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Keith D. v. Ames

Supreme Court of Appeals of West Virginia

January 13, 2020

Keith D., Petitioner Below, Petitioner
v.
Donnie Ames, Superintendent, Mt. Olive Correctional Complex, Respondent Below, Respondent

          (Cabell County 15-C-337).

          MEMORANDUM DECISION

         Petitioner Keith D., appearing pro se, appeals the order of the Circuit Court of Cabell County, entered on August 30, 2016, denying his petition for a writ of habeas corpus.[1] Respondent State of West Virginia appears by counsel Patrick Morrisey and Shannon Frederick Kiser.[2]

         This Court has considered the parties' briefs and the record on appeal. The facts and legal arguments are adequately presented, and the decisional process would not be significantly aided by oral argument. Upon consideration of the standard of review, the briefs, and the record presented, the Court finds no substantial question of law and no prejudicial error. For these reasons, a memorandum decision affirming the order of the circuit court is appropriate under Rule 21 of the Rules of Appellate Procedure.

         Petitioner pled guilty in 2004 to voluntary manslaughter and consequently was sentenced to a term of incarceration for fifteen years. Petitioner discharged that sentence, presumably in fewer than the prescribed years because of a "good conduct"[3] deduction, and was thereafter convicted in 2013 of possession of a firearm by a prohibited person. Upon the 2013 conviction and with consideration of his voluntary manslaughter conviction and a separate conviction for grand larceny, petitioner was sentenced to a term of life imprisonment as a recidivist offender pursuant to West Virginia Code § 61-11-18(c). Soon after he began serving his recidivist sentence, petitioner filed a petition for a writ of habeas corpus in the Circuit Court of Cabell County, intent on challenging the 2004 voluntary manslaughter conviction. Petitioner based his petition before the circuit court entirely on the asserted "utter failure of [his] trial counsel to provide evidence which proves that the bullet ricocheted from the ground" when his victim was shot, to support his theory that he intended only to frighten, but not kill, his victim by shooting near, but not at, him. Counsel's failure to develop this evidence, petitioner argued, forced him to enter a guilty plea despite his lack of specific intent. The circuit court rejected petitioner's argument and denied the petition for writ of habeas corpus.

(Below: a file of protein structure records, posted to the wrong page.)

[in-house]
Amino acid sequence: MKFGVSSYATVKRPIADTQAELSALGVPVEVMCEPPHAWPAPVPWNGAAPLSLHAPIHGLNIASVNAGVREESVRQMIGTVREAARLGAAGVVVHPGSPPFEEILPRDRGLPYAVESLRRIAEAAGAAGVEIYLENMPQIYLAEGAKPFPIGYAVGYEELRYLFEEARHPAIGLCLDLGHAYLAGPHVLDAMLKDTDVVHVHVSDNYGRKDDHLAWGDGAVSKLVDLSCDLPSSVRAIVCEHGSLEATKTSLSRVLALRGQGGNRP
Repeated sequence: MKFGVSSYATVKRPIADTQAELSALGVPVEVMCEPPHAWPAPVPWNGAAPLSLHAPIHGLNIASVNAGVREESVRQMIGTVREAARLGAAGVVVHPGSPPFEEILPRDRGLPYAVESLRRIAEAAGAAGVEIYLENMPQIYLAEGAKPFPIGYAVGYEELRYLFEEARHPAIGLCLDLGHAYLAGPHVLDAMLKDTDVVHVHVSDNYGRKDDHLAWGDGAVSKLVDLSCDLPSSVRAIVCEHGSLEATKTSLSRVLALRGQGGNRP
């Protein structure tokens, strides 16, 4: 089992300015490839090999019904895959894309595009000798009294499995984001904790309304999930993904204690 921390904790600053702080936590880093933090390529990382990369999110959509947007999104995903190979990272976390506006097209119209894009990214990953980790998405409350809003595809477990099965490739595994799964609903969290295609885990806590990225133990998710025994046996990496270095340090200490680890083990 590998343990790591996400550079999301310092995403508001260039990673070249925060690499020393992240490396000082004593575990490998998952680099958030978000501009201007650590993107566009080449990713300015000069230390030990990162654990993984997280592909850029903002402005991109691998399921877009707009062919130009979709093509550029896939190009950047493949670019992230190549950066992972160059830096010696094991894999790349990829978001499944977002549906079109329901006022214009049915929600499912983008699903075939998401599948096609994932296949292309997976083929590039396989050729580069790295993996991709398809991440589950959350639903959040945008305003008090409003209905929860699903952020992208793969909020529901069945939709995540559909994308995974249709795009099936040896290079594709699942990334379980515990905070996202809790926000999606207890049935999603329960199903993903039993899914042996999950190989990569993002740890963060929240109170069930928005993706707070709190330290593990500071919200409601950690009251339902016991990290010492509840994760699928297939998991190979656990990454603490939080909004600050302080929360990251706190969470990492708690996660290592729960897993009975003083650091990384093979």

On appeal, petitioner asserts that the circuit court erred: 1) in the determination that petitioner's counsel made no mistake in advising him to enter into a plea agreement with the State because petitioner was exposed to a potential first-degree murder conviction, and 2) in the analysis that led it to find that a jury could infer petitioner's intent based on the recklessness of his act. Our standard of review is:

In reviewing challenges to the findings and conclusions of the circuit court in a habeas corpus action, we apply a three-prong standard of review. We review the final order and the ultimate disposition under an abuse of discretion standard; the underlying factual findings under a clearly erroneous standard; and questions of law are subject to a de novo review.

Syl. Pt. 1, Mathena v. Haines, 219 W.Va. 417, 633 S.E.2d 771 (2006).

         Applying this standard, we find no merit in either assignment of error and find no fault with the circuit court's determination that petitioner's trial counsel advised him in a reasonable manner. Under the facts described by petitioner, it was indeed likely that he could have been convicted of first-degree murder in a jury trial, notwithstanding consideration of the recklessness of his act. The circuit court aptly explained:

While [p]etitioner's defense was that he acted recklessly and without intent, the undisputed facts are sufficient that a jury could convict him of murder, which was his indicted charge. [Counsel's] advising his client as such was necessary and appropriate, not ineffective or incompetent. . . . [T]he acceptance of the guilty plea was not motivated by an error since it was not an error to state that [petitioner] could have been convicted of murder as charged under the facts, despite the fact that the bullet which killed the victim had ricocheted and despite raising a defense of recklessness without intent to kill.

(Emphasis in original.) We agree with the circuit court's conclusion, and find no error.

         For the foregoing reasons, we affirm.

         Affirmed.

          CONCURRED IN BY: Chief Justice Tim Armstead Justice Margaret L. Workman Justice Elizabeth D. Walker Justice Evan ...


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